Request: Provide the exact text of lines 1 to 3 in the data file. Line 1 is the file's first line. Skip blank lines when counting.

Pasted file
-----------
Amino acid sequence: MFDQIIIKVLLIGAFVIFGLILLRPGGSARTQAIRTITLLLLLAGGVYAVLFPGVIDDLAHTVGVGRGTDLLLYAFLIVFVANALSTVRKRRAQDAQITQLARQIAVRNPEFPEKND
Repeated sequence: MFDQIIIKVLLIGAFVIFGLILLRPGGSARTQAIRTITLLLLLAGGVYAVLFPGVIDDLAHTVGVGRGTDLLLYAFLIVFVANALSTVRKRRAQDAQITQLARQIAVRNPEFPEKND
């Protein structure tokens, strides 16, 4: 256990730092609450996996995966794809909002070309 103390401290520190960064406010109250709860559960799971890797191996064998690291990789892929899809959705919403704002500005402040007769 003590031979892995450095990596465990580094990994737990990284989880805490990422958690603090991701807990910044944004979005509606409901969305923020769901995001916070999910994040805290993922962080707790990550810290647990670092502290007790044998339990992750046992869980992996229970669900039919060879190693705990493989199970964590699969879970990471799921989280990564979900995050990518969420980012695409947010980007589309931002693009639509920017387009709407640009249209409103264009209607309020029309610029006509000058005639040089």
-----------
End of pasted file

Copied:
Amino acid sequence: MFDQIIIKVLLIGAFVIFGLILLRPGGSARTQAIRTITLLLLLAGGVYAVLFPGVIDDLAHTVGVGRGTDLLLYAFLIVFVANALSTVRKRRAQDAQITQLARQIAVRNPEFPEKND
Repeated sequence: MFDQIIIKVLLIGAFVIFGLILLRPGGSARTQAIRTITLLLLLAGGVYAVLFPGVIDDLAHTVGVGRGTDLLLYAFLIVFVANALSTVRKRRAQDAQITQLARQIAVRNPEFPEKND
């Protein structure tokens, strides 16, 4: 256990730092609450996996995966794809909002070309 103390401290520190960064406010109250709860559960799971890797191996064998690291990789892929899809959705919403704002500005402040007769 003590031979892995450095990596465990580094990994737990990284989880805490990422958690603090991701807990910044944004979005509606409901969305923020769901995001916070999910994040805290993922962080707790990550810290647990670092502290007790044998339990992750046992869980992996229970669900039919060879190693705990493989199970964590699969879970990471799921989280990564979900995050990518969420980012695409947010980007589309931002693009639509920017387009709407640009249209409103264009209607309020029309610029006509000058005639040089």